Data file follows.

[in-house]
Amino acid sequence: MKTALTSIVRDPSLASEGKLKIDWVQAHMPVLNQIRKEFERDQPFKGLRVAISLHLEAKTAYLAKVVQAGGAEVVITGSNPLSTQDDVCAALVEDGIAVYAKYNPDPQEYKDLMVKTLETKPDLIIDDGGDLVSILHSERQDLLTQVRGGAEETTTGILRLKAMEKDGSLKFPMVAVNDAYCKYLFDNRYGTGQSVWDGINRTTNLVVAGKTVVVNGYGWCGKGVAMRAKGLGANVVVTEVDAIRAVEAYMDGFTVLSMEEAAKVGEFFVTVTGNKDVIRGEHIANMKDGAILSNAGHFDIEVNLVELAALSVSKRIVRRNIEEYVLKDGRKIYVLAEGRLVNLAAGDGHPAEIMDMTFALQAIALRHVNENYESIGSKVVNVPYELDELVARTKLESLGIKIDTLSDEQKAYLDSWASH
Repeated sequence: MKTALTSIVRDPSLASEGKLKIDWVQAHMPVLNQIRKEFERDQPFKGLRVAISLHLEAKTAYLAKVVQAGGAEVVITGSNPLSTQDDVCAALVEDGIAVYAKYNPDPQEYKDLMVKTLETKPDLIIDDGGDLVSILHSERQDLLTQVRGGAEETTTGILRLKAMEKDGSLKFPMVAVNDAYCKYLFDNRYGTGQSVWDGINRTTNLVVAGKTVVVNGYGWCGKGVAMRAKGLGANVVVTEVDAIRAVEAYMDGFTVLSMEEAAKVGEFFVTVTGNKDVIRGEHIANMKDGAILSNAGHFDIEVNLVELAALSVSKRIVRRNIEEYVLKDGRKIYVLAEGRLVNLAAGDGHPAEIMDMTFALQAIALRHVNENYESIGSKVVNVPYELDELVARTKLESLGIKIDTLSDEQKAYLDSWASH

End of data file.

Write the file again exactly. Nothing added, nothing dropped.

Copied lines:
[in-house]
Amino acid sequence: MKTALTSIVRDPSLASEGKLKIDWVQAHMPVLNQIRKEFERDQPFKGLRVAISLHLEAKTAYLAKVVQAGGAEVVITGSNPLSTQDDVCAALVEDGIAVYAKYNPDPQEYKDLMVKTLETKPDLIIDDGGDLVSILHSERQDLLTQVRGGAEETTTGILRLKAMEKDGSLKFPMVAVNDAYCKYLFDNRYGTGQSVWDGINRTTNLVVAGKTVVVNGYGWCGKGVAMRAKGLGANVVVTEVDAIRAVEAYMDGFTVLSMEEAAKVGEFFVTVTGNKDVIRGEHIANMKDGAILSNAGHFDIEVNLVELAALSVSKRIVRRNIEEYVLKDGRKIYVLAEGRLVNLAAGDGHPAEIMDMTFALQAIALRHVNENYESIGSKVVNVPYELDELVARTKLESLGIKIDTLSDEQKAYLDSWASH
Repeated sequence: MKTALTSIVRDPSLASEGKLKIDWVQAHMPVLNQIRKEFERDQPFKGLRVAISLHLEAKTAYLAKVVQAGGAEVVITGSNPLSTQDDVCAALVEDGIAVYAKYNPDPQEYKDLMVKTLETKPDLIIDDGGDLVSILHSERQDLLTQVRGGAEETTTGILRLKAMEKDGSLKFPMVAVNDAYCKYLFDNRYGTGQSVWDGINRTTNLVVAGKTVVVNGYGWCGKGVAMRAKGLGANVVVTEVDAIRAVEAYMDGFTVLSMEEAAKVGEFFVTVTGNKDVIRGEHIANMKDGAILSNAGHFDIEVNLVELAALSVSKRIVRRNIEEYVLKDGRKIYVLAEGRLVNLAAGDGHPAEIMDMTFALQAIALRHVNENYESIGSKVVNVPYELDELVARTKLESLGIKIDTLSDEQKAYLDSWASH